London: The search for the next governor of the Bank of England is officially under way after the chancellor, Philip Hammond, said he was kickstarting the process nine months before Mark Carney’s departure date on 31 January 2020.
Carney, who took up the role of governor on 1 July 2013 when he was appointed by the then chancellor George Osborne, has twice agreed to extend his role in response to the Brexit vote. He was originally due to leave in 2018.
Hammond said: “In today’s rapidly evolving economy the role of governor is more important than ever. Finding a candidate with the right skills and experience to lead the Bank of England is vital for ensuring the continuing strength of our economy and for maintaining the UK’s position as a leading global financial centre.”
Carney was credited for responding with authority and calm in the immediate aftermath of the Brexit vote but the Bank’s predictions of a short-term shock to the economic growth failed to materialise. During his run as governor, UK interest rates have only changed three times and remain at only 0.75%.
Previously the head of Canada’s central bank, Carney received a total pay package of £881,574 in the year to the end of February. It included a £480,000 salary and an annual £250,00 allowance “to reflect the additional cost of living in London rather than in Ottawa”, according to the Bank’s annual report.
Attention will turn to Carney’s potential successors. Internal candidates potentially include Ben Broadbent, the Bank’s deputy governor for monetary policy, and Andrew Bailey, the chief executive of the Financial Conduct Authority. Others considered to be potential successors include Raghuram Rajan, the University of Chicago professor whose previous roles include head of the Reserve Bank of India and chief economist of the International Monetary Fund.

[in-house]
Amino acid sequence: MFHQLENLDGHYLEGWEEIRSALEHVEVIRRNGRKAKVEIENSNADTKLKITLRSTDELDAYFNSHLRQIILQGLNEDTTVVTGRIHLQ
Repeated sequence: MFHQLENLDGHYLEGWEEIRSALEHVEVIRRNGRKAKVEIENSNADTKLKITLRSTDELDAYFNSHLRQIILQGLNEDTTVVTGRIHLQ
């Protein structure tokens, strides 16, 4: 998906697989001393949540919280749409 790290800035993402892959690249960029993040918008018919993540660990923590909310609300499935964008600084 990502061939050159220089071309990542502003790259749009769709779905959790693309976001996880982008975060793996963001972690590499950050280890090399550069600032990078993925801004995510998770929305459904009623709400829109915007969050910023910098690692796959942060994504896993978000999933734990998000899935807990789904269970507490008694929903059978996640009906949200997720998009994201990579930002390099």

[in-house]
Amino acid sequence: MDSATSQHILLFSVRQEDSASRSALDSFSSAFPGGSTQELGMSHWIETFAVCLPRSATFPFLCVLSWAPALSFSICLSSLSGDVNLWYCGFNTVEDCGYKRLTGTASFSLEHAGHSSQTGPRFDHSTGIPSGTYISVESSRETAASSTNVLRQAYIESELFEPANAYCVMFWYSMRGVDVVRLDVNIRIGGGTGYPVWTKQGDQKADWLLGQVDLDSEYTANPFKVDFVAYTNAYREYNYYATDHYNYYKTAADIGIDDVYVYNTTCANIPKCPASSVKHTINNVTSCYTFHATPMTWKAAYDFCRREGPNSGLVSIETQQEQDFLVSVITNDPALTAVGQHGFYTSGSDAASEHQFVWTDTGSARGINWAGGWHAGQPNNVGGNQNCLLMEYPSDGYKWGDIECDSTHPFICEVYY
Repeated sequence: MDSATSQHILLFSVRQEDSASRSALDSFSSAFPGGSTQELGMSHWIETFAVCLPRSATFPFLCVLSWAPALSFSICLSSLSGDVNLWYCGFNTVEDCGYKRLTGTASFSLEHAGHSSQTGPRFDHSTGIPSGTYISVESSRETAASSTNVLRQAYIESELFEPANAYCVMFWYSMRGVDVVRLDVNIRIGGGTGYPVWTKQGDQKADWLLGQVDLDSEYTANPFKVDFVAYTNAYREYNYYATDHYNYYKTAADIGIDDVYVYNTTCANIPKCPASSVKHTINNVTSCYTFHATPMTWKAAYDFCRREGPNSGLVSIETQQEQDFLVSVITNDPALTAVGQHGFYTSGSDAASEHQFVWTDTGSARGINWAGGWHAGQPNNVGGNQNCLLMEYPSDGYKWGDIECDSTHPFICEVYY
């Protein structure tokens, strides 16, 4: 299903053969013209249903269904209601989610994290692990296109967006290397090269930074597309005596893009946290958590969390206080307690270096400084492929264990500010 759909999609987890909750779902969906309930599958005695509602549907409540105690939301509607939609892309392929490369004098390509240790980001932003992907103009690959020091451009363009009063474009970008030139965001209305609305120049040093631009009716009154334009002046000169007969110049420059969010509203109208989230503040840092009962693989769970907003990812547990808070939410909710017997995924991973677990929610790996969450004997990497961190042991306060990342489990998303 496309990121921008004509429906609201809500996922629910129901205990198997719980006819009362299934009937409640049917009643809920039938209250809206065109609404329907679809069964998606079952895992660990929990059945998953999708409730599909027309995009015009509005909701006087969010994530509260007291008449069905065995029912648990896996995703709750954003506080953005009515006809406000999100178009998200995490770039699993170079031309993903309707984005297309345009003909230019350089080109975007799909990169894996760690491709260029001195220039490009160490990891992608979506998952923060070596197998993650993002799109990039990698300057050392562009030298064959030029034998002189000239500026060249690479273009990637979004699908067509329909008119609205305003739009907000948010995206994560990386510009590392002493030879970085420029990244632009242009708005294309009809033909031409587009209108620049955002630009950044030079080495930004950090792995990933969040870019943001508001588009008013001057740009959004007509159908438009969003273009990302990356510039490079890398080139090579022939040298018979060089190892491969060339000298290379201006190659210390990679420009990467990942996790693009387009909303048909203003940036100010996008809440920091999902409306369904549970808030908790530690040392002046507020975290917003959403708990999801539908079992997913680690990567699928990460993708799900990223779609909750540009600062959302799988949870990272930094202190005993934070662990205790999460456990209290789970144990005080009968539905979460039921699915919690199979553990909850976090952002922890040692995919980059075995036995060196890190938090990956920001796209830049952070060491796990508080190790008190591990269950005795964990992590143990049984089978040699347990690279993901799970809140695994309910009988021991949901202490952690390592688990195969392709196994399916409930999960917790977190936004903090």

The governor of the Bank of England chairs the Bank’s three main policy committees, which oversee the UK’s monetary, financial and prudential policy. The new governor will also represent the Bank at meetings of the G7, G20, Bank for International Settlements and the IMF.
Hammond said: “I look forward to working with Mark Carney over the remaining months of his term as governor. His steady hand has helped steer the UK economy through a challenging period and we are now seeing stable, low inflation and the fastest wage growth in over a decade. And under Mark’s leadership the Bank of England has been at the forefront of reforms to make our financial system safer and more accountable.”
The Treasury has hired Sapphire Partners, a headhunting firm, to oversee the applications process. The company, run by an all female management team, describes itself as a “passionate believer in diversity” with expertise in providing “creative and balanced shortlists”. Cherie Booth, wife of the former prime minister Tony Blair, is a member of Sapphire’s advisory board. The deadline for applications is 5 June, with interviews to be held in London over the summer.